8. Be pleasant. Make all talk. Be humble. After all, you don’t know everything, A you need help, or you wouldn’t be there. And you should try to be sympathetic, when it’s merited. Try to be a friend - but always remember you are a reporter.
Don't be judgemental. Whatever your source says and if you don't agree with it, look for other sources that may jive with your own opinion, but remember just keep this to yourself. You don't have to be vocal about your own opinion. Stick to being a journalist.
9. Remember the obvious question: That’s not as easy at its sounds. You can get caught up in the small talk, the story-telling, the new angles, the listening, the good humor and charm of source. But remember what you came for. Identify the questions before you go in, and keep working on it, keep asking. If people ignore or evade your key questions, or lead you down another trail, you have to come back. Reword your question, rephrase it ask it in different ways, as many times as you must until you do have an answer that’s understandable believable.Normally, when you are in a press conference, when you keep things as comfortable as possible, everybody tends to relax and lay back a bit. Don't get caught up with that, especially if you are talking about an issue or an exciting sports event and people would really want to hear the real scoop. Really listen and read thru the angles. The person in the podium might say some words that might mean something.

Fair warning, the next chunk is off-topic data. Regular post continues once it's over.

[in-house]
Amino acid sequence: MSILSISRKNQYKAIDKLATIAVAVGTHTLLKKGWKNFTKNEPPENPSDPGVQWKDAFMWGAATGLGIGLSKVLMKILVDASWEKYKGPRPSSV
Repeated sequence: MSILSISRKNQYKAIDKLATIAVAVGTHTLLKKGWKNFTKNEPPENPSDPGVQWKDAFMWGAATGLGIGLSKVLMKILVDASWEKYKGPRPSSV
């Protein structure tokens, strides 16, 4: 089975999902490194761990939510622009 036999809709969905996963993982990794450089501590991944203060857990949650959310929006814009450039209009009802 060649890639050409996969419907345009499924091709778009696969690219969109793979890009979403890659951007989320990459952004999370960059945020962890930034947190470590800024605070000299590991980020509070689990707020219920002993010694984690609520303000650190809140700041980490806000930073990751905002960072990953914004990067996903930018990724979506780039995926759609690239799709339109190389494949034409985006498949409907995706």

10. Challenge your sources. Contradict them a little. Don’t accept the easy explanation. Say you don’t understand, say it doesn’t make sense from what you know from other people. Ask them, "How can you be certain?" Let them prove it to you - with more details, other names, any documents.
Contradict just a little. Remember you are not them and you are trying to understand their situation. In sports, winning and losing have different emotions so you better be sensitive to the moment.
ll. Never trust your source, at least not completely. Double - check. Look not only for corroboration, but also for contradictions, for evidence to the contrary. Not even your best source has a perfect memory.
This is absolutely true. Sometimes the very main source will mislead you or give you a made up story, maybe to test your trust factor. But in any case, make sure that you get clarify and confirm if the story is true or you will end up in a lot of trouble. This happened to me actually when my trusted source told me a wild and sad story about his franchise player, though I suspected it not to be true coz I see and talk to him most of the time during games and practice, still I didn't not get the keyboard out and type the story. As it turned out, it wasn't true.
12. Don’t socialize with reporters all the time. Socialize with people whose stories have not already been print. Remember all the friends you ever met. Sometimes the person you once dated in college will grow up to be a top official of the Justice Department. Never underestimate any one as a potential source.
Bottomline is, always be nice to people each day. It really pays to be nice.